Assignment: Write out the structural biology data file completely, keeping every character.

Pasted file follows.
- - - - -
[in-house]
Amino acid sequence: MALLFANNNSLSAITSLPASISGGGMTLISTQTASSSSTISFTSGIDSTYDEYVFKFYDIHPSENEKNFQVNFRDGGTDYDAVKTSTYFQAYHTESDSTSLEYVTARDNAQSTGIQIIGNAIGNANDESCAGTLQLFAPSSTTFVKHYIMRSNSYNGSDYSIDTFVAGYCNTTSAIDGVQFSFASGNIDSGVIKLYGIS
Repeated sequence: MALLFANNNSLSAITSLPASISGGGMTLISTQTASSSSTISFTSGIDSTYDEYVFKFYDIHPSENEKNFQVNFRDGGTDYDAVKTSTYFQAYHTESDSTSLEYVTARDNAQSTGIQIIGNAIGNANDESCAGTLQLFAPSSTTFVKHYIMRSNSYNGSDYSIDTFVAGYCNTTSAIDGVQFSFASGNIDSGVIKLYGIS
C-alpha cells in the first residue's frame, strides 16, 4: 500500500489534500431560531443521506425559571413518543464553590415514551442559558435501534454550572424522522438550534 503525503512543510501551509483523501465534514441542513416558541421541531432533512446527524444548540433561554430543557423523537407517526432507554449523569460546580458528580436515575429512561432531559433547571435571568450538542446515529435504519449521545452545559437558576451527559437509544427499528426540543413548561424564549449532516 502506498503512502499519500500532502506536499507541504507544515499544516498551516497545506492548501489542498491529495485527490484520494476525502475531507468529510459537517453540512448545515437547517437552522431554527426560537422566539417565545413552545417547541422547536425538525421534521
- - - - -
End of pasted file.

[in-house]
Amino acid sequence: MALLFANNNSLSAITSLPASISGGGMTLISTQTASSSSTISFTSGIDSTYDEYVFKFYDIHPSENEKNFQVNFRDGGTDYDAVKTSTYFQAYHTESDSTSLEYVTARDNAQSTGIQIIGNAIGNANDESCAGTLQLFAPSSTTFVKHYIMRSNSYNGSDYSIDTFVAGYCNTTSAIDGVQFSFASGNIDSGVIKLYGIS
Repeated sequence: MALLFANNNSLSAITSLPASISGGGMTLISTQTASSSSTISFTSGIDSTYDEYVFKFYDIHPSENEKNFQVNFRDGGTDYDAVKTSTYFQAYHTESDSTSLEYVTARDNAQSTGIQIIGNAIGNANDESCAGTLQLFAPSSTTFVKHYIMRSNSYNGSDYSIDTFVAGYCNTTSAIDGVQFSFASGNIDSGVIKLYGIS
C-alpha cells in the first residue's frame, strides 16, 4: 500500500489534500431560531443521506425559571413518543464553590415514551442559558435501534454550572424522522438550534 503525503512543510501551509483523501465534514441542513416558541421541531432533512446527524444548540433561554430543557423523537407517526432507554449523569460546580458528580436515575429512561432531559433547571435571568450538542446515529435504519449521545452545559437558576451527559437509544427499528426540543413548561424564549449532516 502506498503512502499519500500532502506536499507541504507544515499544516498551516497545506492548501489542498491529495485527490484520494476525502475531507468529510459537517453540512448545515437547517437552522431554527426560537422566539417565545413552545417547541422547536425538525421534521